Study Abroad: Learn Spanish at a Foreign Language School

Being able to speak a foreign language opens many doorswhen travelling abroad. Even being able to speak just a few words in a foreign language – phrases like hello, please and thank you – will generally give you a much more welcoming reception among the locals.

One of the most popular languages to learn is Spanish. That’s not surprising, given that some of the world’s most popular travel destinations are Spanish-speaking countries. The Spanish language is spoken in countries such as Spain, Mexico, Costa Rica, the Dominican Republic, Cuba, Chile, Peru, and Argentina – somewhere between 400 and 500 million people in 20 different countries have Spanish as their native language.

The Cathedral of Guadalajara with the 19th century bandstand

The Cathedral of Guadalajara with the 19th century bandstand

So learning Spanish is not only a wonderful hobby, it can also be useful career move, particularly in the United States, where an increasing number of Spanish-speakers have settled and represent a major economic force. But how and where to learn Spanish?

Among the best ways of learning Spanish is at a Spanish school in a Spanish-speaking country. That means you will be completely immersed in the language, from the day-to-day interaction with the locals to the programming on TV and radio as well as shopping in local supermarkets – you will be forced to communicate in your new language. There is no faster way of learning a foreign language than beingfully immersed in it without being able to resort back to English.

Most Spanish language schools offer 4 hours of standard instruction a day, with the option of extra lessons or private tutoring in the afternoon. Instruction usually takes place in small groups with a lot of attention from the instructor. Students are divided into different groups based on their level of existing language knowledge.

Spanish language students have various accommodation options, from staying with local families (great for language immersion outside of class), to shared student apartments to nearby hotels and bed and breakfasts. A homestay with a local family is usually a particularly cost-effective option as meals are often included.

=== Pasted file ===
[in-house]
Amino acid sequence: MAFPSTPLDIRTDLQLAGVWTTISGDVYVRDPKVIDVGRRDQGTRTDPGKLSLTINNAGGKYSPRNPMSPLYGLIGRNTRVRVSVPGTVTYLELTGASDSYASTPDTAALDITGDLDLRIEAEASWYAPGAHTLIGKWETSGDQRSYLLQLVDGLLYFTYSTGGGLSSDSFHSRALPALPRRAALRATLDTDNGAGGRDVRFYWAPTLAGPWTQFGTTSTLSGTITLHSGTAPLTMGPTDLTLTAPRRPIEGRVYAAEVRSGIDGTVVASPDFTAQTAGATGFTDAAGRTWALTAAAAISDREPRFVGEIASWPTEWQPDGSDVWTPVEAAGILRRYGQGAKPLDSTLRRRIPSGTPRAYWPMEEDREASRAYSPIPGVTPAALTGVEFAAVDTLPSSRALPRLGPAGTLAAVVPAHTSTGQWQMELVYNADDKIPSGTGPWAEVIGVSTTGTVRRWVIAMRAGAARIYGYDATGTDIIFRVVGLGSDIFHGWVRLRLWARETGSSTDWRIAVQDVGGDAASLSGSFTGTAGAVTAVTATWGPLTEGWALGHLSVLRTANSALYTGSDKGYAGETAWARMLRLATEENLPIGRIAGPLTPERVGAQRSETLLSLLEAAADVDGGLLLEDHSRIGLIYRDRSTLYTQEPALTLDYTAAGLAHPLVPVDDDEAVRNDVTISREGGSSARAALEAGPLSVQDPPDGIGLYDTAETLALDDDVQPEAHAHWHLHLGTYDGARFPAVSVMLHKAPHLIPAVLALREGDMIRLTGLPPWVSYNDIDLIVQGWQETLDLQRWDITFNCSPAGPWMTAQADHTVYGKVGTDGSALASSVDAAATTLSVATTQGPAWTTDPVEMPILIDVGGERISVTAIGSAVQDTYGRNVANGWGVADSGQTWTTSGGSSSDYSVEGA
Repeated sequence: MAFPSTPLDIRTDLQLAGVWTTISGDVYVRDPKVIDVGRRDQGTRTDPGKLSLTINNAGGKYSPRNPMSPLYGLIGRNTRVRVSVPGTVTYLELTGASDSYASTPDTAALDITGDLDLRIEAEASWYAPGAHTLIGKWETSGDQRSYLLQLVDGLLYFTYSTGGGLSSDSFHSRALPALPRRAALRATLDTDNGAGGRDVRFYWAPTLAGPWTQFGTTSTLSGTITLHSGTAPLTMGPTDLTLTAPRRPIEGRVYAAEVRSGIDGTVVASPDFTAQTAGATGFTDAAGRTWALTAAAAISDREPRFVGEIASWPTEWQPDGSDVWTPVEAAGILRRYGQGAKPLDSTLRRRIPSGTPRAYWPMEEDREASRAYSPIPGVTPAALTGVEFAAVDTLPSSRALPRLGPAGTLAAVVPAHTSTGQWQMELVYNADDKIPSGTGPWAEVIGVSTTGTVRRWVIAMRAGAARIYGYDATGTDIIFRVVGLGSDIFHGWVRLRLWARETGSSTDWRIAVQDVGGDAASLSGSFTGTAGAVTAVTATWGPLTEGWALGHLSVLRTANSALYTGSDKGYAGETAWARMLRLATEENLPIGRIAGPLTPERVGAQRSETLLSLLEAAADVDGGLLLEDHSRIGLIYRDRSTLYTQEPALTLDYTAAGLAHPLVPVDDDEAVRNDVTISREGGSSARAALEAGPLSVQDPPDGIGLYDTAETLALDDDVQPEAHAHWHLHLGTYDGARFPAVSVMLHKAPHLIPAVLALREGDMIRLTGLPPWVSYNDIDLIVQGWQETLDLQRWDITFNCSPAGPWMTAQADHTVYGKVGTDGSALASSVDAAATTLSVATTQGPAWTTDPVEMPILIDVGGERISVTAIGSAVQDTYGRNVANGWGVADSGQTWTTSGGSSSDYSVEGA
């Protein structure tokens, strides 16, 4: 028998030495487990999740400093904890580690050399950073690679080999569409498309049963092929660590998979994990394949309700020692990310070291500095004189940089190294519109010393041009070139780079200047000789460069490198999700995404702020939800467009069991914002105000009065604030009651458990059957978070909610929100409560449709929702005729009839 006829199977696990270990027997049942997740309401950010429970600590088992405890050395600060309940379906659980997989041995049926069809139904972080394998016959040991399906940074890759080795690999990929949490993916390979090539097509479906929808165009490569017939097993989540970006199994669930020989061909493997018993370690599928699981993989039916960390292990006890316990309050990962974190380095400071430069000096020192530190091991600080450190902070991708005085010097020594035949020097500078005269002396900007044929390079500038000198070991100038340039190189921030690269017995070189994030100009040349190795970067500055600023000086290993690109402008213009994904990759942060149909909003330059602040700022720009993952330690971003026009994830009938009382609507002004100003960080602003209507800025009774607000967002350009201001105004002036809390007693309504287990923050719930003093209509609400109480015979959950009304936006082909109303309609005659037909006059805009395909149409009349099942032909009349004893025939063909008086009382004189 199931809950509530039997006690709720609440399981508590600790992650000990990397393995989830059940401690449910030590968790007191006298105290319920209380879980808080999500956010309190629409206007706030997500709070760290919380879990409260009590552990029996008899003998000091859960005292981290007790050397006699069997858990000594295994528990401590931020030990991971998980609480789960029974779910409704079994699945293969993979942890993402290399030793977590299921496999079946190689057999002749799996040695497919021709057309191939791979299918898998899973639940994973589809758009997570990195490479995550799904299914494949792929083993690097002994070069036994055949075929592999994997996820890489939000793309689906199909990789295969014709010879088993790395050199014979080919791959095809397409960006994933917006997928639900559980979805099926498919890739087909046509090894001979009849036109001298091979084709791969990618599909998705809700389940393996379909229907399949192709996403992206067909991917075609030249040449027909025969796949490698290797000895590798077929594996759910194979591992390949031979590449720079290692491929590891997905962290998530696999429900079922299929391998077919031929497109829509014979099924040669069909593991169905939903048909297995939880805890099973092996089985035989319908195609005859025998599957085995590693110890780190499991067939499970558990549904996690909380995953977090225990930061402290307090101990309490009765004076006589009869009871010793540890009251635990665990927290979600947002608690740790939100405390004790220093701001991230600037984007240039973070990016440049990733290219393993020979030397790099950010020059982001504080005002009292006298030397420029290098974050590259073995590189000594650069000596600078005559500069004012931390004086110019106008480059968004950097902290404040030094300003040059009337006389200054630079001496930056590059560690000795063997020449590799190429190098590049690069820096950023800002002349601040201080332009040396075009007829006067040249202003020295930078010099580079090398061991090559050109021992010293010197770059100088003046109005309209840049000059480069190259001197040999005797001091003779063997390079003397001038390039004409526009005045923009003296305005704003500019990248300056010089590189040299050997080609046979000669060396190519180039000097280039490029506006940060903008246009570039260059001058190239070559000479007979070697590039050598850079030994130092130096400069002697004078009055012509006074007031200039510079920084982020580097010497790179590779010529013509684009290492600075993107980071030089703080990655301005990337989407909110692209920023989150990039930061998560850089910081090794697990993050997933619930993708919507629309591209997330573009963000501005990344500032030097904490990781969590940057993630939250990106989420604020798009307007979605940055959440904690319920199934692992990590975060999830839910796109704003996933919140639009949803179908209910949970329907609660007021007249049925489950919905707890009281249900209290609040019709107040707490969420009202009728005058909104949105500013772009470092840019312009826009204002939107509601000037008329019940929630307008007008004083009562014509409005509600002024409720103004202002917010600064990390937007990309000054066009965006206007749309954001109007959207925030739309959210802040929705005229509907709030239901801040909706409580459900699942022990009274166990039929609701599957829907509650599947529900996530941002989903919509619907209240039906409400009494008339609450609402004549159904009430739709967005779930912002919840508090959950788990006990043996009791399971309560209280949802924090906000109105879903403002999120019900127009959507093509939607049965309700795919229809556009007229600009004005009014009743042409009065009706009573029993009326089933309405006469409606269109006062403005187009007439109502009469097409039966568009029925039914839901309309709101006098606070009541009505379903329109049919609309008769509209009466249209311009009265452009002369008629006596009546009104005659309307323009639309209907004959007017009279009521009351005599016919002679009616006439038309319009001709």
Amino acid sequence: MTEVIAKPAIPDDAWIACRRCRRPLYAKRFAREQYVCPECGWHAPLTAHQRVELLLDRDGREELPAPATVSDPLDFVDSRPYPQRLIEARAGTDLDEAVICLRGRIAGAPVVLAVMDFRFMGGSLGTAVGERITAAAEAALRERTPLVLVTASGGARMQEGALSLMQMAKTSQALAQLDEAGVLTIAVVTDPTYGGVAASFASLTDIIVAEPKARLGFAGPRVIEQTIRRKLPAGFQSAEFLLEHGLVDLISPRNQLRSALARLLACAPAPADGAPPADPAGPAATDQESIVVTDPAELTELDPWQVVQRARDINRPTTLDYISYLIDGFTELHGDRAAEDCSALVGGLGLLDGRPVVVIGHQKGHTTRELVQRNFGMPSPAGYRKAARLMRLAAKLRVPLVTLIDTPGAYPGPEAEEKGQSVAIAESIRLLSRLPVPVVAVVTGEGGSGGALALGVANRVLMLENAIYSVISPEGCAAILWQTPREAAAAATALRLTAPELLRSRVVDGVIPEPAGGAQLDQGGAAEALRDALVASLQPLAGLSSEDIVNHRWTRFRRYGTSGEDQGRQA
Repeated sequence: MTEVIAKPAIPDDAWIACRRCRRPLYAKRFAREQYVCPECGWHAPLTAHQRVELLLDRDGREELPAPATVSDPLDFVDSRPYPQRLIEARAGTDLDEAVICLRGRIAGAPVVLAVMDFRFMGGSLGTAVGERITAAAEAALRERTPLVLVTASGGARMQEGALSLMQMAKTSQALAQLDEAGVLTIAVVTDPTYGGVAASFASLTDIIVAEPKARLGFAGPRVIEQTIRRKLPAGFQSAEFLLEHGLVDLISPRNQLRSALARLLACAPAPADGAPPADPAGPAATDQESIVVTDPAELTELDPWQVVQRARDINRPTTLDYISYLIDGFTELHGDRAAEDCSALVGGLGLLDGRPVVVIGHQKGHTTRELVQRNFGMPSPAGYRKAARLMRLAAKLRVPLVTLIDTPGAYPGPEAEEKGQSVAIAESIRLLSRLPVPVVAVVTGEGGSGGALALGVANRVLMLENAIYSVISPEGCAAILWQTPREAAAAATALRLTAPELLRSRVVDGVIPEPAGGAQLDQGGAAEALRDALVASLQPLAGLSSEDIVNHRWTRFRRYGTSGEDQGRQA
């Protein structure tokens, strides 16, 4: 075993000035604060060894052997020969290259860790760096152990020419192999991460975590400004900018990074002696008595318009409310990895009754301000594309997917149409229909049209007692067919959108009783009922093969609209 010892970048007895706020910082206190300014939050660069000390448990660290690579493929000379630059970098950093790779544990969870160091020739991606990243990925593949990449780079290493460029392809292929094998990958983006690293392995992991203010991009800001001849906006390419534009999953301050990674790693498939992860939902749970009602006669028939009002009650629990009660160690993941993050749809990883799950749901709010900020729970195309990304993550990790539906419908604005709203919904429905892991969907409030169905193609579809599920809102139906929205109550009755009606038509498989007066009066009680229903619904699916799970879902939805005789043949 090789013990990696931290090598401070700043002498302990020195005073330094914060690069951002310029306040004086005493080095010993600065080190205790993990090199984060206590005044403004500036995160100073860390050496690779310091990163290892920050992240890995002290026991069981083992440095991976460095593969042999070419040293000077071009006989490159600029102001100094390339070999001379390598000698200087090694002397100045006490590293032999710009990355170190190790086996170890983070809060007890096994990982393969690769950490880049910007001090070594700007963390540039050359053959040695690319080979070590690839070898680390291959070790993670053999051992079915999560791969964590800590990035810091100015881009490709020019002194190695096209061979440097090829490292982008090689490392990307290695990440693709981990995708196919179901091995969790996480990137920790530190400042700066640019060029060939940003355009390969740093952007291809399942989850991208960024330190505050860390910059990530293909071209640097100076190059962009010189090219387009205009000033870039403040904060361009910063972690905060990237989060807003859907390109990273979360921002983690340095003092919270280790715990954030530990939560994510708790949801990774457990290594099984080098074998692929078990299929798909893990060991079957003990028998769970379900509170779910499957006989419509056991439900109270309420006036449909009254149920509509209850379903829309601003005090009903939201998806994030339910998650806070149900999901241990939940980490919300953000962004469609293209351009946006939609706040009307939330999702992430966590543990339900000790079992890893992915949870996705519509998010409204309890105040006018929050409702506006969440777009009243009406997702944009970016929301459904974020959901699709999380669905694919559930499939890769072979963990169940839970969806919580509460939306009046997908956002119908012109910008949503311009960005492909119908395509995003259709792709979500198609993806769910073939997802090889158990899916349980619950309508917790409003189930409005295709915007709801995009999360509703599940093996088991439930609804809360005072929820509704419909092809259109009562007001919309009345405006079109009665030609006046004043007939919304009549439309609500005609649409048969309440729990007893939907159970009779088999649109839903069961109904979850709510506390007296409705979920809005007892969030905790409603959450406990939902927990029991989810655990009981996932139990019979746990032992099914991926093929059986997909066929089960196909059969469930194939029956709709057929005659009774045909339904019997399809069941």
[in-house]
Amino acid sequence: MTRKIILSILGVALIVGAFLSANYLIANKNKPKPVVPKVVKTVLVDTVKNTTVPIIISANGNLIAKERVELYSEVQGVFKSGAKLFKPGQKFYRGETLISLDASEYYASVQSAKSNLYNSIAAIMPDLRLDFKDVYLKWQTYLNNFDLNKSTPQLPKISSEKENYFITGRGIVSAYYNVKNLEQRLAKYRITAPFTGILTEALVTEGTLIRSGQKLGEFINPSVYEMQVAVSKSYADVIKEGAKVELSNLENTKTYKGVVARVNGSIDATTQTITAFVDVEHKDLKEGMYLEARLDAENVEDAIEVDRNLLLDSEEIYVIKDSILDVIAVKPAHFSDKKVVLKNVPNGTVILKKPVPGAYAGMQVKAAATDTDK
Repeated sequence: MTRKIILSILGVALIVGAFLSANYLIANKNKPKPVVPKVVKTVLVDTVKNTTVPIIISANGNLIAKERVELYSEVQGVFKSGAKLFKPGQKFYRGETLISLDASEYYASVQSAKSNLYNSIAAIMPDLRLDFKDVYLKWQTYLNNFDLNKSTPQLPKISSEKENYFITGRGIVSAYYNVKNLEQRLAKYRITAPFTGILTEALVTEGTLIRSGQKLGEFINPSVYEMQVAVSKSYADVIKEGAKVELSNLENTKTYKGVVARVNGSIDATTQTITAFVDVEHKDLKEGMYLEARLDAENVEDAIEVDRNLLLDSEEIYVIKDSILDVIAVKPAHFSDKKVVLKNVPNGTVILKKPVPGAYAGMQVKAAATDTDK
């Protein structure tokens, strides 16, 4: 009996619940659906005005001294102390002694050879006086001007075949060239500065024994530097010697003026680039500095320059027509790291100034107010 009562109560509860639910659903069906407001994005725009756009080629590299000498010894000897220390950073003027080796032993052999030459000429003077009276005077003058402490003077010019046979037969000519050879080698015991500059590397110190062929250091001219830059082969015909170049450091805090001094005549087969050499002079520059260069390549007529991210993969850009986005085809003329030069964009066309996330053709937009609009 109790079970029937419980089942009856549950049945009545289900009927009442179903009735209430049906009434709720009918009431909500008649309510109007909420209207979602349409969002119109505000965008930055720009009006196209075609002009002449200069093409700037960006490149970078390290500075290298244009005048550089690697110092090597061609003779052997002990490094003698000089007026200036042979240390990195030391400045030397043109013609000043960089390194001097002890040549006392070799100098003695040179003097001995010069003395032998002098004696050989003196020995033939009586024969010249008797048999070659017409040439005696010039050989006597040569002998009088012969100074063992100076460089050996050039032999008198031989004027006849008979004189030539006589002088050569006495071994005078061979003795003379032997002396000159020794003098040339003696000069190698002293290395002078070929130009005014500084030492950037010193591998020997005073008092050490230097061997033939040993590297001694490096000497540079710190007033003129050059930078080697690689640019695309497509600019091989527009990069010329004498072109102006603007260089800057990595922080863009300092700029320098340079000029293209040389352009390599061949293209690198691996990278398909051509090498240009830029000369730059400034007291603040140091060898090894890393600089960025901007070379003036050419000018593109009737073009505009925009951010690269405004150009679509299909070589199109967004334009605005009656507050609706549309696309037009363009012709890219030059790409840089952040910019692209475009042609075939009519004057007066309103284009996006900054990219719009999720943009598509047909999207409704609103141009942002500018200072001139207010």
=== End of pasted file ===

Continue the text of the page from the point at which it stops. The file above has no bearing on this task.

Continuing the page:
The audience at Spanish schools can be quite diverse: young university students, business professionals and retirees from places like Europe, North America and Asia can be found at these language schools. My own Spanish study experience includes two weeks at the University of Havana in Cuba, and three different Spanish schools in Cuernavaca and Guadalajara, Mexico. The mix of people at the schools is fascinating and the atmosphere I have experienced is always friendly and welcoming. Studying at a language school, in my opinion, is one of the absolute best ways to travel.

Language schools organize a variety of excursions, local activities and tours which help you safely explore your destination and learn about its history, food and culture. The camaraderie among the Spanish language students is usually excellent, and you will probably find one or more people to go out with every day. It’s a great way to travel for solo travelers and a particularly safe way to travel for women.

My future wish list for a studying Spanish abroad already includes Costa Rica, Argentina (Buenos Aires), Chile, Colombia (Cartagena) and Spain (Barcelona). Definitely something to look forward to…

Please visit our website for more travel advice and interesting travel articles and adventures .
Check out the article series from my 2010 language study trip in Mexico.
Read about my 2006 language learning adventures in Mexico City and Cuernavaca.
Here are my 2005 language study experiences in Havana, Cuba.
Feel free to contact us if you ever have a need for Spanish translations.

One Response to Study Abroad: Learn Spanish at a Foreign Language School

  1. Thank you for your comment. Learning the language of a foreign destination is always extremely helpful, even for shorter-term stays. Cultures open up so much more easily when one is able to communicate with the locals in their language, even if one only knows a few phrases. And for a longer-term stay, knowing the language is definitely advisable. Do you have any experience with studying abroad?

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